by Dunn-Edwards Corporation
Touch-up refers to the application of paint to a recently (less than 1 year) painted surface. These may be missed areas (holidays) or areas of repair. No touch-up is perfect, but if done correctly, it should blend in acceptably with the surrounding painted area.
There are several variables that can affect the appearance of touched-up areas
- The application technique used by the painting contractor will affect the appearance.
- Temperature and humidity differences from the time of the original painting.
- Darker colors are usually harder to touch-up.
- Paints with a sheen (non-flats) are harder to touch-up.
- Excessive film build can make a touch-up more noticeable.
- Surface porosity and texture differences, especially when there is a critical light source, make touch-up more difficult.
- Dirt or other surface contaminants can negatively affect the touch-up.
- If the original coat of paint was not applied at full film build, then it may not show the true color or sheen.
What are the best practices when performing a touch-up?
- Use the same batch of paint and apply the touch-up in the same manner in which the original paint was applied. In most cases, if the original coat was sprayed, it is not possible or practical to perform the touch-up using the same application procedure. However, it may be possible to set aside a small amount of the originally sprayed material for touch-up use. If there is no original paint available, make sure the touch-up paint used has been tinted properly (correct base, correct color formula and product).
- If given a choice between a brush and roller, always use a roller to perform the touch-up. The preferred roller is a “weenie” roller with a good quality synthetic cover. Choose a nap thickness of ¼ to ½ inch.
- Make sure the surface area is clean and free from any dirt, dust, grease or oils.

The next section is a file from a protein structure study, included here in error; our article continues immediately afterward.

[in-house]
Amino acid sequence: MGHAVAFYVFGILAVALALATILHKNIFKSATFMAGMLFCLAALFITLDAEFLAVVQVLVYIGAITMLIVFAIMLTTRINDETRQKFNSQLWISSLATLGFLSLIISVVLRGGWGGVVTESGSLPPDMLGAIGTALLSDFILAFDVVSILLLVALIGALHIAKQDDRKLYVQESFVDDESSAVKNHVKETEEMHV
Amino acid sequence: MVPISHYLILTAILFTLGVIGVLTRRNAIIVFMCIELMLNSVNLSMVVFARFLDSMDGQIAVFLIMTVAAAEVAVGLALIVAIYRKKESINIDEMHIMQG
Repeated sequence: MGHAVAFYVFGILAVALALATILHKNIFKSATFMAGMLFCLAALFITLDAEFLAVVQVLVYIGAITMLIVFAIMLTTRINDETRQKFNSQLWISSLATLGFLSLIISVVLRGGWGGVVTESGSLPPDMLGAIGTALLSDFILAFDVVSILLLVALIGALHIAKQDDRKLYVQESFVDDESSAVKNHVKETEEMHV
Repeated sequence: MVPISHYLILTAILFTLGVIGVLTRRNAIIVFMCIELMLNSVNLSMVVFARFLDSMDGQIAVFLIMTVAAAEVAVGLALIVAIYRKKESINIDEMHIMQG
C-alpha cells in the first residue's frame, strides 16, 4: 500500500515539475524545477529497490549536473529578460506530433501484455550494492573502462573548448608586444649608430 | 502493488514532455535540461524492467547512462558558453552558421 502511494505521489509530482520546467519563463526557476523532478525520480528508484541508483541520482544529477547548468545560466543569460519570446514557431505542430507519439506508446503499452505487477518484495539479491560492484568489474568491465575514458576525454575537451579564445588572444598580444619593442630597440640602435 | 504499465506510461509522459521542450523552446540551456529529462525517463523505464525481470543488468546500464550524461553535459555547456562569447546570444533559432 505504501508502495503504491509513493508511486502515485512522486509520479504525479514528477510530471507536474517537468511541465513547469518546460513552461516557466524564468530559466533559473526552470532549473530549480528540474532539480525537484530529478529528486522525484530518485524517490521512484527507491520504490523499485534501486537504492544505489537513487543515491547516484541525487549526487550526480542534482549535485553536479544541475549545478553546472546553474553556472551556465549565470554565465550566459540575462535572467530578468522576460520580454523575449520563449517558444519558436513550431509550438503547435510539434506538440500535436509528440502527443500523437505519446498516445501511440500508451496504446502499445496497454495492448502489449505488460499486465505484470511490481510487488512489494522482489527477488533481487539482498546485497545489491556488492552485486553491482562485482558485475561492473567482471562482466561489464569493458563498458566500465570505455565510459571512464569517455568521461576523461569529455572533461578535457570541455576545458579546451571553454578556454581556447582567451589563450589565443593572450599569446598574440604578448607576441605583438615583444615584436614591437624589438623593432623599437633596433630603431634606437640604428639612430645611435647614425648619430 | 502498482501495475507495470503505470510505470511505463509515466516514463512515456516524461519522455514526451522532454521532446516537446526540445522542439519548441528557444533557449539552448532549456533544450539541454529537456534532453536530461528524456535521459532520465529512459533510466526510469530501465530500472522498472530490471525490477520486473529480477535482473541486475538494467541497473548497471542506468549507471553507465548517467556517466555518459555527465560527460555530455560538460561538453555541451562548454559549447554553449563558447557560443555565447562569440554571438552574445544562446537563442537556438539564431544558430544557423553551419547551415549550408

- The surface must be dry and free from all loose or peeling paint.
- When loading the roller, use the least amount of paint necessary. This will help to limit excessive film build in the touched-up area.
- When performing a touch-up on a smooth wall with a brush avoid feathering into the originally painted areas. Feathering with a brush will produce a flat “halo” (outline) around the touch-up. Feathering with a synthetic roller cover will aid in blending slight differences in color and sheen without producing a noticeable halo.
- When performing a touch-up on a smooth wall with a waterbased non-flat paint, the paint should be thinned (about 5-10% clean water) in order to help minimize the sheen difference from the original application.
- If a given surface requires an excessive number of touch-up applications, it may be best to repaint the entire wall from corner to corner.
Dunn-Edwards® or any other paint manufacturer cannot guarantee that all paints in all colors will provide adequate touchup. It is extremely important that we educate our customers on how to properly perform a touch-up and the variables that can affect how well a touch-up blends into the original paint.
About the Author
Dunn-Edwards Paints® has produced and sold premium paint products for more than 90 years and is the #1 Choice of Painting Professionals based on an independent study where licensed painting contractors in Los Angeles, San Diego and Phoenix overwhelmingly selected Dunn-Edwards Paints as the paint they would use on their own homes. With 129 company stores in California, Arizona, Nevada, New Mexico and Texas, and more than 80 authorized dealers throughout the Southwest, Dunn-Edwards is one of the nation’s largest independent manufacturers and distributors of architectural, industrial and high performance paints and paint supplies. The company is dedicated to preserving and protecting the environment, and produces its coatings in the world’s first and only LEED® Gold-certified manufacturing plant. Based in Southern California, the company is composed of approximately 1,500 employees. For more information, visit www.dunnedwards.com.